void push(int value)
{
    struct node *newnode = (struct node *)malloc(sizeof(struct node));
    newnode->data = value;
    newnode->next = top;
    top = newnode;
}
  • POP Operation – The POP operation is used to remove the top element of the stack. In the code of the POP function, we first check whether the stack is empty or not, and here, the if-block is doing the same job. If the top pointer is pointing to the NULL value, it means the stack is empty, and we can’t pop an element from it. In the else-block, we store the address of the top pointer in the temp pointer and print the value stored in it. After that, we make the very next node the top element of the stack. And in the last, we are freeing the memory allocated to the node pointed by the temp pointer.
void pop()
{
    if (top == NULL)
    {
        cout << "No elements in the stack 'Underflow!'" << endl;
    }
    else
    {
	  Struct node *temp = top;
        cout << "The popped element is " << temp->data << endl;
        top = top->next;
        free(temp);
    }
}
  • Stack Traversal – In stack traversal, we traverse all nodes starting from the top node to the last node. In the code of the traverse function, we store the address of the top pointer in the temp pointer and start traversing. We first check whether the stack is empty or not. If not, we print the value stored in the node pointed by the temp pointer and update the address stored in the temp pointer. We traverse the nodes until the temp pointer starts pointing to the NULL value.
void traverse()
{
    struct node *temp;
    if (top == NULL)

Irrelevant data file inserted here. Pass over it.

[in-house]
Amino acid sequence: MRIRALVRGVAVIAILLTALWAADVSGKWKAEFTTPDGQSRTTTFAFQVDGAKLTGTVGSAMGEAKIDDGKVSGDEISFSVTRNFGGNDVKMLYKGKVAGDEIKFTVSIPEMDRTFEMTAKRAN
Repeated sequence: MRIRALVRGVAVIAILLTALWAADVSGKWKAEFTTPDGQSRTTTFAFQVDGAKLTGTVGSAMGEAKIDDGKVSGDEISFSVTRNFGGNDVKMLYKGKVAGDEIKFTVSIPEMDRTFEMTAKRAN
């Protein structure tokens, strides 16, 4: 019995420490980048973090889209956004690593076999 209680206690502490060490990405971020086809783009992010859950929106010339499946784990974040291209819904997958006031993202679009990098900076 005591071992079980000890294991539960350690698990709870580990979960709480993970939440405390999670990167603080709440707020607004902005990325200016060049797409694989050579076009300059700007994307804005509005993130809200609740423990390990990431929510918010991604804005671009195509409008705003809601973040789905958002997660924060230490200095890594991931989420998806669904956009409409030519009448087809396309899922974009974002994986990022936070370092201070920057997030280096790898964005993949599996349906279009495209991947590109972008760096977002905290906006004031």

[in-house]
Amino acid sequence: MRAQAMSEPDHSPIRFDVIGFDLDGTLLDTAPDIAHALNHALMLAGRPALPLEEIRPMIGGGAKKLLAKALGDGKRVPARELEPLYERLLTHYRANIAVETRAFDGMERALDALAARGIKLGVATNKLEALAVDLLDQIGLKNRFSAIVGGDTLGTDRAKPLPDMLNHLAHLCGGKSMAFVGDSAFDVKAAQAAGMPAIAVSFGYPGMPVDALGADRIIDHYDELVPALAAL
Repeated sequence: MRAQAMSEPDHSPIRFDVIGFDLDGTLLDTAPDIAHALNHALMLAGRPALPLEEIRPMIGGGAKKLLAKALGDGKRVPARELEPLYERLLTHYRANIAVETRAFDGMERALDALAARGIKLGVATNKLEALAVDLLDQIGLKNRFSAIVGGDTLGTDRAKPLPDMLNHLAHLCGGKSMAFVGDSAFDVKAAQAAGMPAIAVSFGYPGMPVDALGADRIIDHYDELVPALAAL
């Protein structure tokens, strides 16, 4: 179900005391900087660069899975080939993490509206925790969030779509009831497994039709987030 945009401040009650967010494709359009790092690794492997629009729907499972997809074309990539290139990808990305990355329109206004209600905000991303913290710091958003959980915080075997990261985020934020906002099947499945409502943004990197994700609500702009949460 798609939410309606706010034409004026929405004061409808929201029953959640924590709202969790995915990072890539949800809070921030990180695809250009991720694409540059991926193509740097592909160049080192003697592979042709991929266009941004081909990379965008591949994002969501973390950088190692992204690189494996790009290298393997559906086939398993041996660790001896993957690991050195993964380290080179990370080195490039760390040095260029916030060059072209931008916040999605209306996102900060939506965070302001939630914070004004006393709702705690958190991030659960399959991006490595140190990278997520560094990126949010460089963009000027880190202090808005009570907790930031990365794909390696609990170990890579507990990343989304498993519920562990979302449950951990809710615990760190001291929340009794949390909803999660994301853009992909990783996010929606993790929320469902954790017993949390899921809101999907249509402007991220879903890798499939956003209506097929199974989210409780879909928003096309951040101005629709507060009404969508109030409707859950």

{
        cout << "Stack is empty" << endl;
    }
    else
    {
        temp = top;
        cout << "Elements in the stack are ";
        while (temp != NULL)
        {
            cout << temp->data << " ";
            temp = temp->next;
        }
        cout << endl;
    }
}
  • Searching in Stack – To search for an element in the stack, we traverse all the nodes and match the value with all the stored values. In the if-block, we check whether the stack is empty or not. If yes, we return from the function and print “No element to search. Stack is empty!”.  In the else part, the while condition will be true when the temp pointer will point to the NULL value. In the while loop, we first check the value with the value stored in the node pointed by the temp pointer. If the value matches, we will return from the function and print “The value is present in the stack”. If not, we update the temp pointer, and the temp pointer will start pointing to the next node. At the end of the while loop, we can say the value is not present in the stack and will complete the execution.
void search_in_stack(int value)
{
    struct node *temp = top;
    if (temp == NULL)
    {
        cout << "No element to search. Stack is empty!" << endl;
    }
    else
    {
        while (temp != NULL)
        {
            if (temp->data == value)
            {
                cout << value << " is present in the stack!" << endl;
                return;
            }
            temp = temp->next;
        }
        cout << value << " is not present in the stack!" << endl;
    }
}